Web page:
Christian Elements In Beowulf

What are the Christian elements in "Beowulf"?

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andrewhays0287 eNotes educator| Certified Educator

There is a recurring tension between Christianity and native heathenry throughout the world of classic Germanic literature and legend. Though all Germanic nations ultimately adopted Christian belief, pre-Christian ideas, characters, and themes persisted in art and storytelling. For example, the Icelandic figure Snorri Sturluson stands as the source of much of what we know about the Norse religion and pantheon; his well-known Edda presents characters like Odin and Thor as historical figures who existed in a Christian world and were mistakenly identified as gods, thus preserving these ancient deities while maintaining a Christian framework.

Beowulf, a story dating to these pre-Christian times, was recorded by an unidentified author who likewise placed the characters and events into a Christian context. While we will never know the fully heathen version of the tale, the Christian elements are easily identified.

A very clear reference comes from Beowulf’s first opponent, the monster Grendel. Grendel is described as a descendant of Cain, the son of Adam and Eve who, in the Book of Genesis, became the first murderer when he killed his brother Abel. Cain was cursed for his sins, and Grendel’s monstrous nature can be explained as a result of this curse on his forebearer.

Later, in the Book of Genesis, God destroys the world through a flood; the world had become wicked and sinful. Much of this wickedness is attributed to the Nephilim, a race of half-angels who are understood in Jewish and Christian thought to have been giants. When Beowulf faces Grendel’s mother, he wields a sword that bears engravings referring to this event, when God flooded the world to destroy the race of giants.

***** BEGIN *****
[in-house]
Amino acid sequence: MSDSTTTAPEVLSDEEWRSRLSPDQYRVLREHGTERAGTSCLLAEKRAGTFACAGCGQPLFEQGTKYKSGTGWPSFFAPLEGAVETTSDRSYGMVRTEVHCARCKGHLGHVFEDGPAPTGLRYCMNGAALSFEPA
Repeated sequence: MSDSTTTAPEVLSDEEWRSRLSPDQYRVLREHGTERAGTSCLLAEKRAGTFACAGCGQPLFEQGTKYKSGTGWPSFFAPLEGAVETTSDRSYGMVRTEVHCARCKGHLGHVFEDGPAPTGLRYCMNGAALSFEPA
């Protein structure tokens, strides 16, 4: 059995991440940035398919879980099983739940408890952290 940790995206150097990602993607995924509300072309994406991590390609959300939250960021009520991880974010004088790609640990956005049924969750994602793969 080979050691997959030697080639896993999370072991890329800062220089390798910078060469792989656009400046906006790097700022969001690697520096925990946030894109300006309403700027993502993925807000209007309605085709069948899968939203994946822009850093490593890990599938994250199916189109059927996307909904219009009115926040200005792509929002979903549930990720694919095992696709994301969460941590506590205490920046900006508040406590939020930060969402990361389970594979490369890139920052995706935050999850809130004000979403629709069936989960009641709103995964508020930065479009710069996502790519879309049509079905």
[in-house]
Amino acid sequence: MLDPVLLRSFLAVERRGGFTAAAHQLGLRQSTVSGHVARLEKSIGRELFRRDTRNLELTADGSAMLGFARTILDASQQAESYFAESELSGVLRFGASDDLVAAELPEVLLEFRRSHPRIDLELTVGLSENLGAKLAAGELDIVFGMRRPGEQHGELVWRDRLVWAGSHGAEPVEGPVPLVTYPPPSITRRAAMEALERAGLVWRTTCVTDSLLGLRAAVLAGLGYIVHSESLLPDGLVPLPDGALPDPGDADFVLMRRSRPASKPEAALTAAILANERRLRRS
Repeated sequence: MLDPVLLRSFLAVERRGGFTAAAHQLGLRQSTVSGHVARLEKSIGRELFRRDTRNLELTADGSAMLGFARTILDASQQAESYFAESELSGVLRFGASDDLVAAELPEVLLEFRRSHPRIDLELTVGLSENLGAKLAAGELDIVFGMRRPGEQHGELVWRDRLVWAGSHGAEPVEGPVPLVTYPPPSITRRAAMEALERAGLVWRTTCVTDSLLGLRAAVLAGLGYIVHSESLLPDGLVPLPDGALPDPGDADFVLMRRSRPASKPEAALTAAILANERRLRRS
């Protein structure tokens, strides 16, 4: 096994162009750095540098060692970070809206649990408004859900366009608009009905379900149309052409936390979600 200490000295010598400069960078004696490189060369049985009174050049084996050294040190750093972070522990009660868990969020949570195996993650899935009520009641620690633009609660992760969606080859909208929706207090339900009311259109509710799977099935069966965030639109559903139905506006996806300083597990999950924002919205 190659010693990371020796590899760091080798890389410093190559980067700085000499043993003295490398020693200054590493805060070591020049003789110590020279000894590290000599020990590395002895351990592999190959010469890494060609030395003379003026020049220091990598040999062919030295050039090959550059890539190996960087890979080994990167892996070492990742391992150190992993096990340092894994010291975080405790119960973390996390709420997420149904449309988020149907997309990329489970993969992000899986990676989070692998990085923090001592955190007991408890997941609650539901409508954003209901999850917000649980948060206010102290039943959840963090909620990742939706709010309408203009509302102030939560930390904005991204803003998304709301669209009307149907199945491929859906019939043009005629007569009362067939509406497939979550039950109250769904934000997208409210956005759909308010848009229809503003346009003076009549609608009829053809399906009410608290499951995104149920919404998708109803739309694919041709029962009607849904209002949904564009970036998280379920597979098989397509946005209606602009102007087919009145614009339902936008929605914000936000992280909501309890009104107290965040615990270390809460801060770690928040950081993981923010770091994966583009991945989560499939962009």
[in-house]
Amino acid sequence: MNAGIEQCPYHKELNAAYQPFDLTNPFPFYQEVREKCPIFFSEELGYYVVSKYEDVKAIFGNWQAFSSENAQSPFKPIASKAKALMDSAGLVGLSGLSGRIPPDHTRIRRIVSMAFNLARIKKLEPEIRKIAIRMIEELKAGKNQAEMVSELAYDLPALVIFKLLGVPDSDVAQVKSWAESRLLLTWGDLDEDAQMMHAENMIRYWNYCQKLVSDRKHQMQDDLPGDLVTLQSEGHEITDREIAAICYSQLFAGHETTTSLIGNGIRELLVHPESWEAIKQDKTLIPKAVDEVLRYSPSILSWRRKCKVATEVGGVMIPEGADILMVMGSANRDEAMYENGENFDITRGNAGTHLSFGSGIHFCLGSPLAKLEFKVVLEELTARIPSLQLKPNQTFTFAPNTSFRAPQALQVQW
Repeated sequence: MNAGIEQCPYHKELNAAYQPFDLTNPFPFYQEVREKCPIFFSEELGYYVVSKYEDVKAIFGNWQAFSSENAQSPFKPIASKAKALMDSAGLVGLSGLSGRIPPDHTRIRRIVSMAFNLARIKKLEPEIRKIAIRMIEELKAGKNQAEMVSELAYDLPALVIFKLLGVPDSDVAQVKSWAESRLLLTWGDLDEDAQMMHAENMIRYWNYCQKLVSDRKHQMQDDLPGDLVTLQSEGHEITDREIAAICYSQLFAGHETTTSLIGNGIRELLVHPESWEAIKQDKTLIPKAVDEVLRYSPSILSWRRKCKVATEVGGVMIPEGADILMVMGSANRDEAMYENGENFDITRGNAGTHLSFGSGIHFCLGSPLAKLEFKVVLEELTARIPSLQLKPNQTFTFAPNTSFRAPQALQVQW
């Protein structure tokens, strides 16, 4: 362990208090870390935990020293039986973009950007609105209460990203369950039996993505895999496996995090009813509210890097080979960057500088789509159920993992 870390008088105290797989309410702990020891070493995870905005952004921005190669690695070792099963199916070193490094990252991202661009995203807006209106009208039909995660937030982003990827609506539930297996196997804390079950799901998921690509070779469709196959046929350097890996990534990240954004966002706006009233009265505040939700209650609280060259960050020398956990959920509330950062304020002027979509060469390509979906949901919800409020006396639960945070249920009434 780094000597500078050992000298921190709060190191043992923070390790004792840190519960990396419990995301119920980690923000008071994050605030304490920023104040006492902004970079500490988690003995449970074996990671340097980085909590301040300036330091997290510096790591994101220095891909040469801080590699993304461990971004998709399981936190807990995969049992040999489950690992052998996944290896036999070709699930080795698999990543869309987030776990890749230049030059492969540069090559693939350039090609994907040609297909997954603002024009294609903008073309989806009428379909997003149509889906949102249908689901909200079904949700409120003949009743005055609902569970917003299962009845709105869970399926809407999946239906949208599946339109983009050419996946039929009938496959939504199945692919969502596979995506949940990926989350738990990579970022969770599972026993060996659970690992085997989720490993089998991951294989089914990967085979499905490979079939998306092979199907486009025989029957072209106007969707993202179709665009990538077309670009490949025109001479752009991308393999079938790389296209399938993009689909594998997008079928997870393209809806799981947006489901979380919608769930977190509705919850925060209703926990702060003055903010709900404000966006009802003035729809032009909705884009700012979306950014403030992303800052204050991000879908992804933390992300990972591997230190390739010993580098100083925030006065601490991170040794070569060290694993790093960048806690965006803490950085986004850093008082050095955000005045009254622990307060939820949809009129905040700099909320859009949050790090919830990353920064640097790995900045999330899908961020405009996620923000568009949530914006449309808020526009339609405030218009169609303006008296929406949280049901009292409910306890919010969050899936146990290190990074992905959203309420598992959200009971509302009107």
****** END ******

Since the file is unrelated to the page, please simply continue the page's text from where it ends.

On a more thematic level, references to God and Christian qualities are woven throughout the text. Beowulf fights for the classic heathen purposes of fame and remembrance, but he also relies upon God’s protection for all that he does, understanding that the favor of the Christian god is upon him so long as he is humble and honest. There is an understanding, reinforced by Hrothgar, that earthly glories are granted by God. Recipients of that glory must not indulge in pride, and he must use the blessings to act according to Christian principles of charity and selflessness.

These motivations and rewards are in contrast to the pre-Christian ideas of fame and fortune, making Beowulf an interesting story in which the legend of a heathen warrior fighting for heathen purposes is placed in a decidedly Christian context with Christian motivations. 

ms-mcgregor eNotes educator| Certified Educator
Although Beowulf is a pagan myth, most believe it was originally written down by a Christian monk who incorporated several Christian elements into the dialogue and plot. Most importantly, at the end of the story, Beowulf, like Christ, gives up his own life to save others. However, there are several other references to God and Christianity. In many ways the three monsters Beowulf faces resemble the devil. When Beowulf is getting ready to battle Grendel, he says, "May the Divine Lord in His wisdom grant the glory of victory to whichever side he sees fit." After he has cut off Grendel's arm and shoulder he remarks,""If God had not helped me, the outcome would have been quick and fatal." "He adds that the 'Lord of Men' was the one who 'allowed him to behold' the sword on the wall which he seized as the instrument of his salvation."Fifty years later, when faced with another dragon, Beowulf knows that he will probably be killed when he faces the dragon. But he says,"Because of my right ways, the Ruler of mankind need never blame me when the breath leaves my body." Although Beowulf's funeral is pagan in origin, it does celebrate life of "a gracious and fair minded